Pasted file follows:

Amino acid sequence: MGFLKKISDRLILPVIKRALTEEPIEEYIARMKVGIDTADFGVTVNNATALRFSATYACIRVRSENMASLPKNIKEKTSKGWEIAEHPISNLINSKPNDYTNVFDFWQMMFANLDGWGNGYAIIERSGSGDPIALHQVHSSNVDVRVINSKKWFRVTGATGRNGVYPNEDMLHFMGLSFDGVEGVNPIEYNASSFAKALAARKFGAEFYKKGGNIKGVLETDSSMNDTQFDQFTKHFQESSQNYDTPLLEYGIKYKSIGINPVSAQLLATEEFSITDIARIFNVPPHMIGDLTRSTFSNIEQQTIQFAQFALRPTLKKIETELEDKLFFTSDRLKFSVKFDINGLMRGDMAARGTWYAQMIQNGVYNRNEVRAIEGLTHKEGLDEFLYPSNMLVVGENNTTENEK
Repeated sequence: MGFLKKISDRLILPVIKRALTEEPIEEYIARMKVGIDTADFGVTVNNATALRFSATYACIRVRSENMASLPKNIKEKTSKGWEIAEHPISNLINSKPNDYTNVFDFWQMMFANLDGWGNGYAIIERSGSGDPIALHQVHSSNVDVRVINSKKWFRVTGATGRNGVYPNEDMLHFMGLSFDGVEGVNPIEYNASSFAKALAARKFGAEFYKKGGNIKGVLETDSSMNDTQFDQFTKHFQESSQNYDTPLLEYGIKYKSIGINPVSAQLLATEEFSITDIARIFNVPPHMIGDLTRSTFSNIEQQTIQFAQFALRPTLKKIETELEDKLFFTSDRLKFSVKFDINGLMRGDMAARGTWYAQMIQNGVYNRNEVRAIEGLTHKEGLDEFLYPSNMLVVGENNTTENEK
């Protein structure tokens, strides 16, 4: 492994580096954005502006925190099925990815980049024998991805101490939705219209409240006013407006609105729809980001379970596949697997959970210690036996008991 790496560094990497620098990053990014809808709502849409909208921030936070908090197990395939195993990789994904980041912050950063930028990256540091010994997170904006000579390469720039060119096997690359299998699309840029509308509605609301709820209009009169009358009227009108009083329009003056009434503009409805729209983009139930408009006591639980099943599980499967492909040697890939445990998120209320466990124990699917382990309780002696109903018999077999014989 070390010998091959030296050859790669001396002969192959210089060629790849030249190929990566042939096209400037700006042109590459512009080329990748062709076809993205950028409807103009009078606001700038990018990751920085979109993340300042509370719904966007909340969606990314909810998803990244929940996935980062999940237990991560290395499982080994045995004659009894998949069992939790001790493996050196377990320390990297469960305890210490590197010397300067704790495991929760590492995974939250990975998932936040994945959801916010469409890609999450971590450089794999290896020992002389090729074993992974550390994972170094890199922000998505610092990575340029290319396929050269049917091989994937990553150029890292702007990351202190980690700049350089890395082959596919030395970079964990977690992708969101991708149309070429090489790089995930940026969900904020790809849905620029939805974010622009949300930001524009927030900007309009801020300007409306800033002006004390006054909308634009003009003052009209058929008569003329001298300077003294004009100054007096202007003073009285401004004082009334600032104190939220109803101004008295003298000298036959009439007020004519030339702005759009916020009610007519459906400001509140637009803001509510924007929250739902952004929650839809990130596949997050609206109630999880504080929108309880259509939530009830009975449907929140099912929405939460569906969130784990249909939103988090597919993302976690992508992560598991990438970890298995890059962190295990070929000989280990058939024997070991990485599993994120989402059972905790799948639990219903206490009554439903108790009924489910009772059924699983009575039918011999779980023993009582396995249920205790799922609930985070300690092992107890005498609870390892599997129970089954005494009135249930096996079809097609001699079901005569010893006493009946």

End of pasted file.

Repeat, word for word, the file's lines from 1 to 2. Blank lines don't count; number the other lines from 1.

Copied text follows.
Amino acid sequence: MGFLKKISDRLILPVIKRALTEEPIEEYIARMKVGIDTADFGVTVNNATALRFSATYACIRVRSENMASLPKNIKEKTSKGWEIAEHPISNLINSKPNDYTNVFDFWQMMFANLDGWGNGYAIIERSGSGDPIALHQVHSSNVDVRVINSKKWFRVTGATGRNGVYPNEDMLHFMGLSFDGVEGVNPIEYNASSFAKALAARKFGAEFYKKGGNIKGVLETDSSMNDTQFDQFTKHFQESSQNYDTPLLEYGIKYKSIGINPVSAQLLATEEFSITDIARIFNVPPHMIGDLTRSTFSNIEQQTIQFAQFALRPTLKKIETELEDKLFFTSDRLKFSVKFDINGLMRGDMAARGTWYAQMIQNGVYNRNEVRAIEGLTHKEGLDEFLYPSNMLVVGENNTTENEK
Repeated sequence: MGFLKKISDRLILPVIKRALTEEPIEEYIARMKVGIDTADFGVTVNNATALRFSATYACIRVRSENMASLPKNIKEKTSKGWEIAEHPISNLINSKPNDYTNVFDFWQMMFANLDGWGNGYAIIERSGSGDPIALHQVHSSNVDVRVINSKKWFRVTGATGRNGVYPNEDMLHFMGLSFDGVEGVNPIEYNASSFAKALAARKFGAEFYKKGGNIKGVLETDSSMNDTQFDQFTKHFQESSQNYDTPLLEYGIKYKSIGINPVSAQLLATEEFSITDIARIFNVPPHMIGDLTRSTFSNIEQQTIQFAQFALRPTLKKIETELEDKLFFTSDRLKFSVKFDINGLMRGDMAARGTWYAQMIQNGVYNRNEVRAIEGLTHKEGLDEFLYPSNMLVVGENNTTENEK